A year and a half later, she was down to eighty-five pounds. As I walked out of Yakov’s office, I got the call on my cell phone. “I’m going to die today,” she said.

“I’m in Nebraska. I have a talk at three.”

“Forget the talk.”

I asked Yakov to give me a ride to the Lincoln airport. There was a rumor that my mother was working on a solution to a heretofore unsolved, century-old, vexing mathematical problem that she was cheating death to finish. I didn’t know how this rumor started. It couldn’t possibly have been true. But every mathematician I had talked to for the last two years, including Yakov, had mentioned it. I could sense the excitement in their voices. A once-in-a-century problem finally solved. The worldwide mathematical community would be in a rare upbeat mood, maybe even completely euphoric, for a year at least. “She must have finished today,” Yakov said about the rumored proof. “A remarkable woman.”

My mother lived alone. Fifteen years earlier, she had come home for lunch, found my father screwing an undergraduate on the leather couch, and threw him out. She called me on the phone at the time. If she possessed any sense of loss or grief, it wasn’t present in her voice. “He was fucking someone on my furniture. And she wasn’t even that good-looking,” she said. My father’s side of the story was a bit different. They never formally divorced. Such legalities were either beneath them or beyond them. On the day of my own wedding, my father looked more bewildered than anything else. My mother cried.

The closest I could get to Madison on quick notice was Chicago, a town that is physiographically as dreadfully boring as Lincoln but makes up for it by housing several million more people. When you grow up in the Midwest, every mound and depression become a cause for celebration. The long winters and tedium of the landscape can lead you to drink a ridiculous amount of alcohol. On that front, my family fit right in. I rented a boxy American sedan and headed out on the interstate, where I got another call.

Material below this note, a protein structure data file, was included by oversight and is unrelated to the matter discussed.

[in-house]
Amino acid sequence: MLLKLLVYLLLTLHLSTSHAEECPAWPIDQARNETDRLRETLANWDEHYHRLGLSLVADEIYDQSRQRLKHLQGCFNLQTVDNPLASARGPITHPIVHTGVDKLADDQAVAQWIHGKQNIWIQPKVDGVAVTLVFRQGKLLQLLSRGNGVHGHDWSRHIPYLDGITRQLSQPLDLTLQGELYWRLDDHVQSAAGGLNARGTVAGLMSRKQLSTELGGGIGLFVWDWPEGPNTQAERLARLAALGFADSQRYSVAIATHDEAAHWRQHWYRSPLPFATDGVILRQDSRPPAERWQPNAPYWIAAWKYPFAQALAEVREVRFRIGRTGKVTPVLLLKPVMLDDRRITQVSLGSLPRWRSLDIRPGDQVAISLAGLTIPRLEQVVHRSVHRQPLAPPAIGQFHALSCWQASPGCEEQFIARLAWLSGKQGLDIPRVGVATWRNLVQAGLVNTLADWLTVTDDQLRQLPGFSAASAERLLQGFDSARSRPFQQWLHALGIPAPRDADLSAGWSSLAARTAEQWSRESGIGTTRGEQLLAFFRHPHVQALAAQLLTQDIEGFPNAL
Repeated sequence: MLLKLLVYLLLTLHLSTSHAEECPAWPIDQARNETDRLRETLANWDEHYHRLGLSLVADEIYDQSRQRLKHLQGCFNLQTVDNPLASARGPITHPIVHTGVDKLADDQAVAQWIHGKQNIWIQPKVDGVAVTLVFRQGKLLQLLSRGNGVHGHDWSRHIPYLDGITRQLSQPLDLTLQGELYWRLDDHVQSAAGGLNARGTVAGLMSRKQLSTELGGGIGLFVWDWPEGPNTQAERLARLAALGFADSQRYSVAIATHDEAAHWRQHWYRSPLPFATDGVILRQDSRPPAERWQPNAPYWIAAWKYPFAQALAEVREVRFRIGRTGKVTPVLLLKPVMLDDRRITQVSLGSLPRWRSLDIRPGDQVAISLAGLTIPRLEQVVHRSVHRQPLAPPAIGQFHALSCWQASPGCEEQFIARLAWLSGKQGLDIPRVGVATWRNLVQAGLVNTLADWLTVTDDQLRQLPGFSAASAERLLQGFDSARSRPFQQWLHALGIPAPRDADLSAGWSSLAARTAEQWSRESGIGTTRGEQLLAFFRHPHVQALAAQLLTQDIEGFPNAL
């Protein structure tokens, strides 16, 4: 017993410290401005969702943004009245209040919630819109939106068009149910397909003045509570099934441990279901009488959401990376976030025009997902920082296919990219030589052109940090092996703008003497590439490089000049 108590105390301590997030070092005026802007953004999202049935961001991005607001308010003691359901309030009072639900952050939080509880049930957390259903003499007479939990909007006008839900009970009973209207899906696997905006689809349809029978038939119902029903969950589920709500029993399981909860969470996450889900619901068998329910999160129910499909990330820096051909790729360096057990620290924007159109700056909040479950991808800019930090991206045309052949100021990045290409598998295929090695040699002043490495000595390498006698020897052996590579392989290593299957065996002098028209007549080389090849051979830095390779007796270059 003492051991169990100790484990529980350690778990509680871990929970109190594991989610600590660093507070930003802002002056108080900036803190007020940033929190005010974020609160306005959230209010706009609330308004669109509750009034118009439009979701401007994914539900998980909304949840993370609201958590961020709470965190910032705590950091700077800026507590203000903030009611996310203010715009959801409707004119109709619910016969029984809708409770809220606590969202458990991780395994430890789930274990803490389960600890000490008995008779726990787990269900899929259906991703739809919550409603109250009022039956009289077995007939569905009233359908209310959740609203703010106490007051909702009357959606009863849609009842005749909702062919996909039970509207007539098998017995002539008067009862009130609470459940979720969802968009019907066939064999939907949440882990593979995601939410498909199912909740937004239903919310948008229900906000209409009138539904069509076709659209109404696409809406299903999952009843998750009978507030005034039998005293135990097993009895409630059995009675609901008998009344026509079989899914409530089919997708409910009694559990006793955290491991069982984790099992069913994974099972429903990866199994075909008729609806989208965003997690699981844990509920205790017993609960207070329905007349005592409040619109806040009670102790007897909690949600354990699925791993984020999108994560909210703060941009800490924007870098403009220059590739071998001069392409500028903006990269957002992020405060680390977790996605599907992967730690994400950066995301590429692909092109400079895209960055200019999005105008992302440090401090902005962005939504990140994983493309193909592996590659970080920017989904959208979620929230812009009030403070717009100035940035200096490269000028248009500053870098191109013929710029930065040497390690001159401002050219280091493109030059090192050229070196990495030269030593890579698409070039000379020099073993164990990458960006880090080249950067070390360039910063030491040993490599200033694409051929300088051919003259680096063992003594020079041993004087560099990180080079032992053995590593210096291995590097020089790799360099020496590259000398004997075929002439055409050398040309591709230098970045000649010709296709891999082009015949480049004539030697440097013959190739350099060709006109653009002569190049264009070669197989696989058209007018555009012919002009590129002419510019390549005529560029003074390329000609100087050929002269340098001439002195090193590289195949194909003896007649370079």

“Where are you?”

“On the border.”

“Drive faster.”

“I’m going ninety-five, Mother.”

“I didn’t ask how fast you were driving. Drive faster.”

“Who’s with you?”

“No one.”

“I thought Cynthia was with you.”

“She left. She couldn’t stand the stress. I went to the bathroom. I was shitting blood. She walked out.”

“She walked out?”

“Yes, she walked out. What was I supposed to do? Bring her back in the house? I didn’t want that painted doll around anyway.”

“I’ll drive faster.”

“That’s what I told you.” Once during a chemotherapy session, my mother had said that if I didn’t speak to my father after she died, she would rise out of the grave to slap me. “He’s your father. He’s a bastard sometimes. But he is your father.” With most people threats like this would be considered idle. But with my mother perhaps anything was possible.

I whizzed by car after car at a speed that should have caused a cop or two to pull me over, and became half convinced that this was a day I was immune to such quotidian barriers. I thought about my family. It was small by any standard, shrunken to a handful by Hitler, Stalin, and divorce. There was my father, with whom I had issues. What son doesn’t? There was my mother, whose most notable feature was a towering intellect. Then there was Cynthia, who had heedlessly walked out on a dying relative because she couldn’t take the stress. That was my aunt. There was also a cousin, Bruce, but he had left the madhouse of Madison long ago for a different kind of insanity. He produced television shows in Los Angeles. His credits could often be found at the end of Grammy Awards and Barbra Streisand/Beyoncé/The-New-Singing-Sensation specials. There was also my uncle, my mother’s kid brother and Cynthia’s husband, who, under circumstances far more dire than my mother’s, had miraculously survived the war. He owned a liquor distributorship in town. Finally, there was an ex-wife and child for me, but our relationship was nil and had been so for more than twenty-five years.

My mother lived in the same house she had bought with my father back in 1954, a bungalow near the zoo and walking distance to the synagogue. Yes, my mother was very religious. She rarely missed Sabbath morning prayers. Many mathematicians found this unbelievable.

Some people fondly or not so fondly remember roosters waking them up in the morning. For me it was the barking sea lions of the zoo whose sounds readily crashed through my second-story windows in both summer and winter. After I left, my bedroom gradually filled with journals and books, overflow from my mother’s office at the university. Then there was my mother’s opus on bookshelves as well, her family history. We are not a tidy family. The acrid air produced by the yellowing paper of those volumes kept all but my mother and the occasional dedicated visiting scholar out of my old room. When I visited, I slept on the living room couch.